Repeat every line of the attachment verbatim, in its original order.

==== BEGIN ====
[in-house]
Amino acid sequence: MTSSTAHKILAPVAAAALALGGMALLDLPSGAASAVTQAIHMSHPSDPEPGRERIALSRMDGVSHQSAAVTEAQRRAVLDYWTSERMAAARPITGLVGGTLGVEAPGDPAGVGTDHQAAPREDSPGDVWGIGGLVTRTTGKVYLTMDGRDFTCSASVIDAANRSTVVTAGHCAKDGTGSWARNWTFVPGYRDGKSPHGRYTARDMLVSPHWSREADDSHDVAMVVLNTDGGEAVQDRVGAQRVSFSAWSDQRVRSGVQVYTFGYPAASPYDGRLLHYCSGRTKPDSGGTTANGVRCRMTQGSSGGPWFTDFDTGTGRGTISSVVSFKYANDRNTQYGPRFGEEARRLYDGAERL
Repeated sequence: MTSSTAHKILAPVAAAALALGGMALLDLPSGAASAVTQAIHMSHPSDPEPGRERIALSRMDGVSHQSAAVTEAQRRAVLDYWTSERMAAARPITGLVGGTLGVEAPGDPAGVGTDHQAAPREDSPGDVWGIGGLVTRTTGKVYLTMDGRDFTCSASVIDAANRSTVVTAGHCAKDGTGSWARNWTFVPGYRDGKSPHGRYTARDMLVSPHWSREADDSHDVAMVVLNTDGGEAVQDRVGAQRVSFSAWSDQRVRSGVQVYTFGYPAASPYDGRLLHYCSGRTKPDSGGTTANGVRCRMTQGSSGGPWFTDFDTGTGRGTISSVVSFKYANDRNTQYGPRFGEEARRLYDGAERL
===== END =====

[in-house]
Amino acid sequence: MTSSTAHKILAPVAAAALALGGMALLDLPSGAASAVTQAIHMSHPSDPEPGRERIALSRMDGVSHQSAAVTEAQRRAVLDYWTSERMAAARPITGLVGGTLGVEAPGDPAGVGTDHQAAPREDSPGDVWGIGGLVTRTTGKVYLTMDGRDFTCSASVIDAANRSTVVTAGHCAKDGTGSWARNWTFVPGYRDGKSPHGRYTARDMLVSPHWSREADDSHDVAMVVLNTDGGEAVQDRVGAQRVSFSAWSDQRVRSGVQVYTFGYPAASPYDGRLLHYCSGRTKPDSGGTTANGVRCRMTQGSSGGPWFTDFDTGTGRGTISSVVSFKYANDRNTQYGPRFGEEARRLYDGAERL
Repeated sequence: MTSSTAHKILAPVAAAALALGGMALLDLPSGAASAVTQAIHMSHPSDPEPGRERIALSRMDGVSHQSAAVTEAQRRAVLDYWTSERMAAARPITGLVGGTLGVEAPGDPAGVGTDHQAAPREDSPGDVWGIGGLVTRTTGKVYLTMDGRDFTCSASVIDAANRSTVVTAGHCAKDGTGSWARNWTFVPGYRDGKSPHGRYTARDMLVSPHWSREADDSHDVAMVVLNTDGGEAVQDRVGAQRVSFSAWSDQRVRSGVQVYTFGYPAASPYDGRLLHYCSGRTKPDSGGTTANGVRCRMTQGSSGGPWFTDFDTGTGRGTISSVVSFKYANDRNTQYGPRFGEEARRLYDGAERL